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India: Concerned Citizens Statement Against Death Penalty

by sacw.net, 6 February 2014

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We Oppose the Death Penalty∗
(Solidarity Statement)

We, concerned citizens and organisations from different walks of life and with different worldviews, are united in opposing the death penalty and demanding its repeal in India.

Though meant only for the rarest of rare crimes, the death penalty is widely being applied to an ever-increasing array of offences, so much so that presently there are more than 400 persons sentenced to death in India, some of whom are in imminent danger of execution as their mercy petitions have been rejected by the President. Mercy petitions are being rejected at an unprecedented rate. At the same time, executions and rejections of mercy petitions are being done secretly, without any scrutiny and in violation of due process.

The death penalty is objectionable for at least the following reasons:

  1. The death penalty is a cruel and barbaric punishment. It inflicts inhuman suffering on the condemned and his family, while doing nothing to alleviate the loss and suffering of the victims of crime.
  2. The death penalty serves no purpose. Studies have shown that the death penalty does not deter murder or protect society any more than life imprisonment.
  3. The death penalty is inflicted in an arbitrary, inconsistent and unfair manner. It targets the poor, the marginalised and the oppressed, and depends more on the personal predilections of the decision maker than on the facts of the case.
  4. The death penalty is irreversible and cannot be part of a system that is not error-free. Courts have repeatedly acknowledged that the death penalty has been wrongly inflicted in a large number of cases, in two of which the condemned prisoners have already been executed.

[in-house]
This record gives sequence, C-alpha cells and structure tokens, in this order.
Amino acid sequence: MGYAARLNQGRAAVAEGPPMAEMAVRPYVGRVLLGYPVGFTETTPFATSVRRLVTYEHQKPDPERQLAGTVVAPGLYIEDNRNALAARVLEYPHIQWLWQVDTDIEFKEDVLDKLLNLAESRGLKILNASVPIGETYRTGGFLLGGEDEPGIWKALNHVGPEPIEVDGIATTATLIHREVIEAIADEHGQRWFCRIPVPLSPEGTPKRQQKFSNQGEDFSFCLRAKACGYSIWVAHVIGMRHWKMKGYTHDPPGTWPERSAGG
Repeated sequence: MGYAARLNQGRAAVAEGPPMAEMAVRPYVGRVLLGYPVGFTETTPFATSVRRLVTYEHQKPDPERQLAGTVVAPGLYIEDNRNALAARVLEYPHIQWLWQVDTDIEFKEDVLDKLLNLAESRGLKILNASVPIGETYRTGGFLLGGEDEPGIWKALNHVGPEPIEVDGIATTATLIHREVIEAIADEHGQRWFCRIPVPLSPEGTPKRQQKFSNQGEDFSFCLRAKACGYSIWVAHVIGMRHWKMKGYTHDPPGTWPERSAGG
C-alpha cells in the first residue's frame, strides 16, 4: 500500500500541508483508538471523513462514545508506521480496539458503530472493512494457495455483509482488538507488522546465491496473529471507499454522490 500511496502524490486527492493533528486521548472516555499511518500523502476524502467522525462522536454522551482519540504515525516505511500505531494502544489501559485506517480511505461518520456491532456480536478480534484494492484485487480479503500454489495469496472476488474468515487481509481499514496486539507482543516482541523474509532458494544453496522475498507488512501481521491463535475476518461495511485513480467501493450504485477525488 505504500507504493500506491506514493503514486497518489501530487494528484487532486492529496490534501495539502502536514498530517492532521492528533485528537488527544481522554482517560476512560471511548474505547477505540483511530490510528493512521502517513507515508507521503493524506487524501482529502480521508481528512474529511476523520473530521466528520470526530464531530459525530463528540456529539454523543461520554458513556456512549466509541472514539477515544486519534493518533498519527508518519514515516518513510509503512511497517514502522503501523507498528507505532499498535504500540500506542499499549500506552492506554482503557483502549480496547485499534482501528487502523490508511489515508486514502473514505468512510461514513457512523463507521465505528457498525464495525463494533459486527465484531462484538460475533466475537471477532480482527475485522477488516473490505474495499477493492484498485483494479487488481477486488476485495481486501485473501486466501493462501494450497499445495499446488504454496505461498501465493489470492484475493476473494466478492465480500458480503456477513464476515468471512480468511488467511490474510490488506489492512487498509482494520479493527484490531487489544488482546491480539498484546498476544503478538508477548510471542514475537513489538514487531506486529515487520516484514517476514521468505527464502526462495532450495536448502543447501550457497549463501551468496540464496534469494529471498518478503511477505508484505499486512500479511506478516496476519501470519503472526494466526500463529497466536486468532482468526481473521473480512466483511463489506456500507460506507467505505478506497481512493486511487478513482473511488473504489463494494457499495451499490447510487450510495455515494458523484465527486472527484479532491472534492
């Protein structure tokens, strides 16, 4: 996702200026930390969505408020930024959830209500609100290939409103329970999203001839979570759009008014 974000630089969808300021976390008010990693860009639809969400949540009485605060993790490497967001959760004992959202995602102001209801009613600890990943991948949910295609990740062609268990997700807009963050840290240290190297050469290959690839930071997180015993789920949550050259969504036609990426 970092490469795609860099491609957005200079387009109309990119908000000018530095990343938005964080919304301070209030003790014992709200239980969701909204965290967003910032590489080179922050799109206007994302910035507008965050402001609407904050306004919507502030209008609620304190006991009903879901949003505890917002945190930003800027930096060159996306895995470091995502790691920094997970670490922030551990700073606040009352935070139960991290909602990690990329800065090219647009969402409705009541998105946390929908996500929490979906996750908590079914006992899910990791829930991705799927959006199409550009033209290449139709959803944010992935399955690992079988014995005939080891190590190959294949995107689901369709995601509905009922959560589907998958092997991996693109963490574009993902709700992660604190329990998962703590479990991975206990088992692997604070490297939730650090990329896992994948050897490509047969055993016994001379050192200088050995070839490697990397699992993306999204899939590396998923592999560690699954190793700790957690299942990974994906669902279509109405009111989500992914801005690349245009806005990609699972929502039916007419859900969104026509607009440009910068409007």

More than 70% of the world’s nations (about 150 out of 198) are abolitionist in law or practice, including most of Europe, Africa, South America and the Pacific Region, and each year the number is increasing. Many countries with lower human development indices and higher murder rates than India eschew the death penalty. India, however, still lingers in the company of authoritarian regimes that execute people in violation of international standards. The time to set this right is long overdue.

We resolve to work for the abolition of the death penalty in our respective domains of action and influence. We appeal to all concerned citizens to join this cause.

short list of signatories

1. Aamir Khan Actor
2. Abhijit Banerjee Professor of Economics, Massachusetts Institute of Technology
3. Achin Vanaik Retired Professor, Department of Political Science, University of Delhi
4. Alyque Padamsee Theatre veteran and advertising guru
5. Amitav Ghosh Writer
6. Anand Patwardhan Film-maker
7. Anand Teltumbde Writer and civil rights activist
8. André Béteille Professor Emeritus, Department of Sociology, Delhi School of Economics
9. Anu Aga Member of Parliament, Rajya Sabha
10. Aruna Roy Mazdoor Kisan Shakti Sangathan
11. Bezwada Wilson National Convener, Safai Karmachari Andolan
12. E. A. S. Sarma Former IAS officer
13. Flavia Agnes Co-founder, Majlis
14. Girish Karnad Writer, playwright and director